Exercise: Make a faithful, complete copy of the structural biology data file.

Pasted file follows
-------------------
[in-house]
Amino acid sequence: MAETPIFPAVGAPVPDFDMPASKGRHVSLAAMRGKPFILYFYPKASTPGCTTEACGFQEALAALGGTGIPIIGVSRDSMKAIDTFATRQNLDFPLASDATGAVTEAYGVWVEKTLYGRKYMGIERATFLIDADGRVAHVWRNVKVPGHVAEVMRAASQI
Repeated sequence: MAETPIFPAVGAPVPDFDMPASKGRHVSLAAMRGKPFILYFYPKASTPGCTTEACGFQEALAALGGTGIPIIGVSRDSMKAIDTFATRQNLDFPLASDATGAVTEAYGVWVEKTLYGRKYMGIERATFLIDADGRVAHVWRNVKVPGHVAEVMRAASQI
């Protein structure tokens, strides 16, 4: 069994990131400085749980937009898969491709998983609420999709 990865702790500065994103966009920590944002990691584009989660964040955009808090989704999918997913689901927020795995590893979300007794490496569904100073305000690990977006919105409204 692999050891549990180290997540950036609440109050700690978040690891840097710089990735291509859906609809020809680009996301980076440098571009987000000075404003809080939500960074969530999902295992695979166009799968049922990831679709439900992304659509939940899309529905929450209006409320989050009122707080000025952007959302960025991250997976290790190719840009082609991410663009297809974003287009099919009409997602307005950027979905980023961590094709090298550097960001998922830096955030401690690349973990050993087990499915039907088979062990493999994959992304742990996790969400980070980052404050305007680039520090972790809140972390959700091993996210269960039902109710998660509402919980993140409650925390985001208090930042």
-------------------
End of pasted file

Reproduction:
[in-house]
Amino acid sequence: MAETPIFPAVGAPVPDFDMPASKGRHVSLAAMRGKPFILYFYPKASTPGCTTEACGFQEALAALGGTGIPIIGVSRDSMKAIDTFATRQNLDFPLASDATGAVTEAYGVWVEKTLYGRKYMGIERATFLIDADGRVAHVWRNVKVPGHVAEVMRAASQI
Repeated sequence: MAETPIFPAVGAPVPDFDMPASKGRHVSLAAMRGKPFILYFYPKASTPGCTTEACGFQEALAALGGTGIPIIGVSRDSMKAIDTFATRQNLDFPLASDATGAVTEAYGVWVEKTLYGRKYMGIERATFLIDADGRVAHVWRNVKVPGHVAEVMRAASQI
């Protein structure tokens, strides 16, 4: 069994990131400085749980937009898969491709998983609420999709 990865702790500065994103966009920590944002990691584009989660964040955009808090989704999918997913689901927020795995590893979300007794490496569904100073305000690990977006919105409204 692999050891549990180290997540950036609440109050700690978040690891840097710089990735291509859906609809020809680009996301980076440098571009987000000075404003809080939500960074969530999902295992695979166009799968049922990831679709439900992304659509939940899309529905929450209006409320989050009122707080000025952007959302960025991250997976290790190719840009082609991410663009297809974003287009099919009409997602307005950027979905980023961590094709090298550097960001998922830096955030401690690349973990050993087990499915039907088979062990493999994959992304742990996790969400980070980052404050305007680039520090972790809140972390959700091993996210269960039902109710998660509402919980993140409650925390985001208090930042």